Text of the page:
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Do religious contexts elicit more trust and altruism? An experiment on Facebook

Listed author(s):
  • Bradley J. Ruffle

    ()

    (Department of Economics, Ben-Gurion University of the Negev)

  • Richard Sosis

    (Department of Anthropology, University of Connecticut)

We design a decision-making scenario experiment on Facebook to measure subjects’ altruism and trust toward attendees of a religious service, a fitness class and a local music performance. Secular and religious subjects alike display significantly more altruism and trust toward the synagogue attendees than participants at the other two venues. By all measures of religiosity, even the most secular subjects behave more prosocially in the religious venue than in the comparable non-religious settings. We also find that secular subjects are just as altruistic toward synagogue and prayer group members as religious subjects are. These findings support recent theories that emphasize the pivotal role of religious context in arousing high levels of prosociality among those who are religious. Finally, our results offer startlingly little evidence for the widely documented religious-secular divide in Israel.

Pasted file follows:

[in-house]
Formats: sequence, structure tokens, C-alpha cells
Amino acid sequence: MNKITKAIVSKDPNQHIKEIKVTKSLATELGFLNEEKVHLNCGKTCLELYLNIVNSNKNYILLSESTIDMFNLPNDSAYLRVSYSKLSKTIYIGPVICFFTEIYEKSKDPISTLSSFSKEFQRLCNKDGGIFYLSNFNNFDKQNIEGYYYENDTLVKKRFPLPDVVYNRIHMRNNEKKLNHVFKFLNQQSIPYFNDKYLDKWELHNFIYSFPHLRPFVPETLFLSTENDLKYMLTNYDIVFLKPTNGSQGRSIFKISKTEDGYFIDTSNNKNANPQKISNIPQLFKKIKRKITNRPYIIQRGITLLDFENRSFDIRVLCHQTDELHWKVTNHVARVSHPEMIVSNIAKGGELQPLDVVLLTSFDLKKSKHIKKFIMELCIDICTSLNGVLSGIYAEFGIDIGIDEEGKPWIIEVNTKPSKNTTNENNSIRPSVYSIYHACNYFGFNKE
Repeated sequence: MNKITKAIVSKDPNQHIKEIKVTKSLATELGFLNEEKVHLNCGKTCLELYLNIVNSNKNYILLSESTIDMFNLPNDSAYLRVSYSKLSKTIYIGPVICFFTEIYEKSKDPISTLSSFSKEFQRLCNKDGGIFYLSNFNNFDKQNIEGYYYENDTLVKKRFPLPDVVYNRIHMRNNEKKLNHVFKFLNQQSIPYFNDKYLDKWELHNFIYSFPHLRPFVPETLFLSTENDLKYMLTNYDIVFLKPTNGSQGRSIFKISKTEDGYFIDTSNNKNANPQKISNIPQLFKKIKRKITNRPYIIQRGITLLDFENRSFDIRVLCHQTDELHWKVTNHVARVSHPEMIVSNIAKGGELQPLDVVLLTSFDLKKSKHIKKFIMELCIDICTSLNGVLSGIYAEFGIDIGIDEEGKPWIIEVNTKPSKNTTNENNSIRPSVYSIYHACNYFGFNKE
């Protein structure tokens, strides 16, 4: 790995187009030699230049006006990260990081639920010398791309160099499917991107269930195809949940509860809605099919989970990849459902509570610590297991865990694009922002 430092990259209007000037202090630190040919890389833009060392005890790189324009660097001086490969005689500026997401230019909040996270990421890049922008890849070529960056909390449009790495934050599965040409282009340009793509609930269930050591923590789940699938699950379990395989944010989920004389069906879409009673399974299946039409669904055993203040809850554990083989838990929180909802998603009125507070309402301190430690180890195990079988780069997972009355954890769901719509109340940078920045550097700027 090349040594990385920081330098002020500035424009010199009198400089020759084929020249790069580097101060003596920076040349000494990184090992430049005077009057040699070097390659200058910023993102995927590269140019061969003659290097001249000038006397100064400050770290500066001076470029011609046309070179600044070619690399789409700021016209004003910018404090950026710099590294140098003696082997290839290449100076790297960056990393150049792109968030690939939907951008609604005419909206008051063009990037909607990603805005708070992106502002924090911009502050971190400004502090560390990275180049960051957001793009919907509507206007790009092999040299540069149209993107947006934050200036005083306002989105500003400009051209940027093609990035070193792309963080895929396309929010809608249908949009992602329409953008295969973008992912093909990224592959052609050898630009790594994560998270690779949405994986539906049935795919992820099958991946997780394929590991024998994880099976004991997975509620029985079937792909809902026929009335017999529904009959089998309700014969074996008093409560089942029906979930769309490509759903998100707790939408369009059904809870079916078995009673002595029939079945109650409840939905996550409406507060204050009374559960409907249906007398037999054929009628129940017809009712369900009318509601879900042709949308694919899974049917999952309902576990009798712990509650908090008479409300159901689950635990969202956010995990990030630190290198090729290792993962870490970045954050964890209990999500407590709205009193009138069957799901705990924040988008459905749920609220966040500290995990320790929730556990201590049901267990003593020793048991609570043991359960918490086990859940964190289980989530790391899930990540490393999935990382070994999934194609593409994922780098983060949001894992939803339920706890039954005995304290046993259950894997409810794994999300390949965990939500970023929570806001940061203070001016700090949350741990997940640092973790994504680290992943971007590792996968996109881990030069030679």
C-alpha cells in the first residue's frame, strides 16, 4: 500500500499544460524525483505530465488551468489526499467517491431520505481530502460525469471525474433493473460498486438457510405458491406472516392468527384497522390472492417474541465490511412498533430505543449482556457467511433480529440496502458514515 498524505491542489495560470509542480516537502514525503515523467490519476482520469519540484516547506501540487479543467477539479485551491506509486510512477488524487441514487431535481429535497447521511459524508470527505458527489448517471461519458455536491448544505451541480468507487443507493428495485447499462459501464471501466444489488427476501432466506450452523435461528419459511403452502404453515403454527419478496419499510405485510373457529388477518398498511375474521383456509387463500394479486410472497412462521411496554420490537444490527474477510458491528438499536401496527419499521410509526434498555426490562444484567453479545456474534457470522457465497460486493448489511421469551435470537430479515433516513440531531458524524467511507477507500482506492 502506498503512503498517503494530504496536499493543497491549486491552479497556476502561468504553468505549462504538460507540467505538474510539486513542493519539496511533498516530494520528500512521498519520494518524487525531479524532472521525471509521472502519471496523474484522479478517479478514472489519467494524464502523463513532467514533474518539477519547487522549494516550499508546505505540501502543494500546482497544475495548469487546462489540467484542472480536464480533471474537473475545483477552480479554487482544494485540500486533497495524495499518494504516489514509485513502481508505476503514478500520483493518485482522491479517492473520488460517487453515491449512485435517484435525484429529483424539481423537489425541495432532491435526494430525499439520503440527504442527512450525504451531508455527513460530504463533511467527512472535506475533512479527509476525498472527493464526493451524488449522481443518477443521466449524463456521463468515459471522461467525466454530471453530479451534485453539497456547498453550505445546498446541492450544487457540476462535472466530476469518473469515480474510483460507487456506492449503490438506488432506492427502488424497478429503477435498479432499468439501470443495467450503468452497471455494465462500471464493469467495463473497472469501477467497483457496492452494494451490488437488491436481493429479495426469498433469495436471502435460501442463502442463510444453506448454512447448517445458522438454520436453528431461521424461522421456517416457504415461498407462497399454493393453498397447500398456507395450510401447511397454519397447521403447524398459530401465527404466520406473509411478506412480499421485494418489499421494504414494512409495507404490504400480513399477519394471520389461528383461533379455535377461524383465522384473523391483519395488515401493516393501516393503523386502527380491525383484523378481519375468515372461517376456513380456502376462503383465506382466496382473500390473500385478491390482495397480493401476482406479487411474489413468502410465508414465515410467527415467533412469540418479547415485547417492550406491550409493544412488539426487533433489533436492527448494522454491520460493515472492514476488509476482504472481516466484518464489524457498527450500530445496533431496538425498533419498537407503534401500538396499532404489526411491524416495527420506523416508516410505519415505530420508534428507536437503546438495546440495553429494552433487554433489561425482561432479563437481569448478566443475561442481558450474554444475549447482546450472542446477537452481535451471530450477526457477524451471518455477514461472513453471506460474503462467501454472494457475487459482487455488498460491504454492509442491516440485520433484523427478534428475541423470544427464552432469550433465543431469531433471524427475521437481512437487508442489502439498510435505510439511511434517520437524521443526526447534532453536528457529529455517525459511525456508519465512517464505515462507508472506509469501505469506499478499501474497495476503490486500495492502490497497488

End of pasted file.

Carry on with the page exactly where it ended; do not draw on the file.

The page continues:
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File URL: http://in.bgu.ac.il/en/humsos/Econ/Working/1002.pdf
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Paper provided by Ben-Gurion University of the Negev, Department of Economics in its series Working Papers with number 1002.

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Length: 31 pages
Date of creation: 2010
Handle: RePEc:bgu:wpaper:1002
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